By Jon Lane
Derek Jeter is and will continue to be the big story until his inevitable passing of Lou Gehrig on the Yankees’ all-time hits list. Not only can you watch him take his first crack Friday night on YES at 7 p.m., there are other storylines to follow while the team continues this mythical surge towards the postseason. The Yankees are an astounding 40-13 since the All-Star break. By way of comparison, the 1998 team was, on this date, 42-22 in the second half and 103-41 overall.
At 91-50, Version 2009 owns a nine-game lead over the Red Sox with a magic number to clinch the AL East down to 14 following a four-game sweep of the Rays. There was Jeter, of course. There was Jorge Posada’s pinch-hit, three-run home run that gave the Yankees their 45th come-from-behind victory. And, including Joba Chamberlain after a rough first inning, Yankees pitchers held the Rays hitless for 8 2/3 innings.
The biggest difference in Chamberlain from the second inning on during another abbreviated outing (55 pitches in three innings) was his pace. After Jeter told Chamberlain something pretty animated during that first inning, instead of shaking off his catcher and thinking to the point of burning wood, Chamberlain worked with vigor. He needed only 14 pitches to retired the Rays in the second and nine in the third, and was throwing 95 by the end of his night. You can debate until the cows, horses and chickens over the Yankees’ handling meticulous of Chamberlain, but it’s up to Chamberlain to work with rhythm and urgency. Once he takes the mound to start a playoff game, all rules are null and void. Chamberlain can rear back, not think and just throw. By then we’ll have a great idea of how good he is and how good he can be.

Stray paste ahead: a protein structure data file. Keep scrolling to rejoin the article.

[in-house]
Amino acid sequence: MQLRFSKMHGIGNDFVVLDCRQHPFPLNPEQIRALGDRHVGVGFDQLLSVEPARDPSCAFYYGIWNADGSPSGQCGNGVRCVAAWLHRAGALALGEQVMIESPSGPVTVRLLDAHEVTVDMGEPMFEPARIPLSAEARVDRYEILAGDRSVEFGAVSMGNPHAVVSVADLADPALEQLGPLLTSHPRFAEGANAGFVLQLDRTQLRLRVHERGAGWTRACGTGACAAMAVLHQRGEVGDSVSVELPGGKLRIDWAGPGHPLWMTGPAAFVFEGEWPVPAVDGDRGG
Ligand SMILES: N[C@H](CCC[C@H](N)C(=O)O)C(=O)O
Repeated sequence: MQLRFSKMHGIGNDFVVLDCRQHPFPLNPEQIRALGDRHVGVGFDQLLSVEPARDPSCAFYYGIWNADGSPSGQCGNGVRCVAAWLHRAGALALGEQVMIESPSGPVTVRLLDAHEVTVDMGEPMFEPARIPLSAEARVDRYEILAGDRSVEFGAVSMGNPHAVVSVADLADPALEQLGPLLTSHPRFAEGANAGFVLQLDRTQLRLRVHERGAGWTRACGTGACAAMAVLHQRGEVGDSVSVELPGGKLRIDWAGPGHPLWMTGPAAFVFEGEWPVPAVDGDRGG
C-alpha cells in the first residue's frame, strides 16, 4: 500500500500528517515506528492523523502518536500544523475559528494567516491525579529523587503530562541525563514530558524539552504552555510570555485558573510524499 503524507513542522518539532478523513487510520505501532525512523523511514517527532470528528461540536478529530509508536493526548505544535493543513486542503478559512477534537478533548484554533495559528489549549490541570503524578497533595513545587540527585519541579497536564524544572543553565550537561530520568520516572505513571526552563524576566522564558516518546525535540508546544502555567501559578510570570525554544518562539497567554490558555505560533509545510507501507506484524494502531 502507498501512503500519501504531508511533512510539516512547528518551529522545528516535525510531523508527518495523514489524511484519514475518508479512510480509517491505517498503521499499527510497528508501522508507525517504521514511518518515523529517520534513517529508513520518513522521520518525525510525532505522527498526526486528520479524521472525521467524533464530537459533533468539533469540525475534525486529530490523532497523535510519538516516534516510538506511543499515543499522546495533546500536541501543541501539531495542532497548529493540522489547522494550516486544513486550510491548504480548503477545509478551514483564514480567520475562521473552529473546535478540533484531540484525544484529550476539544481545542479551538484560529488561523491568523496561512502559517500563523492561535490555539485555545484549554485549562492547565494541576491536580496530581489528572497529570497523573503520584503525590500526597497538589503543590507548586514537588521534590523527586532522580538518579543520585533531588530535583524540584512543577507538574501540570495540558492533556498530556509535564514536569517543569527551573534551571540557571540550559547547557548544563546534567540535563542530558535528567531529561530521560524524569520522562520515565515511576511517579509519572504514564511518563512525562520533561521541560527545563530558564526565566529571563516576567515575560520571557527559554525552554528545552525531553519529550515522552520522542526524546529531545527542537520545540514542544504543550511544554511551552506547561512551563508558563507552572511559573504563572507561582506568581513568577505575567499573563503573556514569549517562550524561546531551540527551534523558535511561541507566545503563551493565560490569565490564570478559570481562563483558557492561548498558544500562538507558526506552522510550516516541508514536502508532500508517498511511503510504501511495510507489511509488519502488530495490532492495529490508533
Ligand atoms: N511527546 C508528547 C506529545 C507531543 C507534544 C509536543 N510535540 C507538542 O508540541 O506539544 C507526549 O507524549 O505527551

Did you notice that Alfredo Aceves threw three of those hitless innings? There were concerns over Aceves during his second-half slump following issues with his shoulder and back. It looks like Ace is back on track to being Ramiro Mendoza Version ’09.
How fitting was it to see Posada get the biggest hit on the night Jeter tied Gehrig and is it for Andy Pettitte to be the starting pitcher on the night Jeter may pass The Iron Horse? Pettitte and Jeter won four World Series together and have been teammates for all of Jeter’s 15 seasons except those three the left-hander spent in Houston. Also keep in mind that the last time Pettitte saw the Orioles he took a perfect game into the seventh inning. Might Pettitte dare flirt with history again while Jeter makes some of his own? Tomorrow at the Stadium will be compelling, for more reasons than one.